Eating Berries May Help Women Avoid Heart Attacks

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Young and middle-aged women who eat blueberries and strawberries regularly may help lower their risk of a heart attack later.

In a new study, researchers wanted to focus on whether substances known as anthocyanins are good for the heart.

Anthocyanins are antioxidants, substances found in plants that protect and repair cells from damage. Anthocyanins provide the red, blue, and purple colors found in strawberries, blueberries, and other fruits and vegetables.

The study followed more than 93,000 women for 18 years. The women, ages 25 to 42 when they joined the study, reported on their diet every four years.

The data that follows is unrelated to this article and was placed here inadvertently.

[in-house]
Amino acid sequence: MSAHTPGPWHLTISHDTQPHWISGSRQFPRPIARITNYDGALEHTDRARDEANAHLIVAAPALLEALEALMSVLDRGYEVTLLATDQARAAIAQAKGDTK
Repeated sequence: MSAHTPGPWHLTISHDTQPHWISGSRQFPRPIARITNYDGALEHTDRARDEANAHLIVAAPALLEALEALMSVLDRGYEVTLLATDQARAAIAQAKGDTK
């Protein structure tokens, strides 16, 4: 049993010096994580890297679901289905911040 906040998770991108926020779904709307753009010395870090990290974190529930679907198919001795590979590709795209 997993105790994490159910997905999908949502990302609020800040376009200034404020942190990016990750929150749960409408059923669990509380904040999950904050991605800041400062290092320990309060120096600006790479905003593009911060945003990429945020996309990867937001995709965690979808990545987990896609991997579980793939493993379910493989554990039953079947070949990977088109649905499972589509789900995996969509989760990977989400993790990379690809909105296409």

A trend toward lower risk of heart attack was found in women who ate more than three servings of blueberries and strawberries weekly, compared to those who ate fewer servings. A serving is roughly half a cup.

"Substances naturally present in red/blue colored fruits and vegetables can reduce the risk of a heart attack 32% in young and middle-aged women," says Aedin Cassidy, PhD, a researcher at the University of East Anglia in the U.K.

The new findings echo those of other studies showing that a diet rich in fruits and vegetables is linked with lower heart disease, says C. Noel Bairey Merz, MD, director of the Barbra Streisand Women's Heart Center at Cedars-Sinai Heart Institute in Los Angeles.

Merz says the study is observational, meaning it does not prove that berries help with heart health. Women who eat berries may also have other healthy habits that could prevent heart attacks, she says.

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SOURCE: WebMD Health News
Kathleen Doheny
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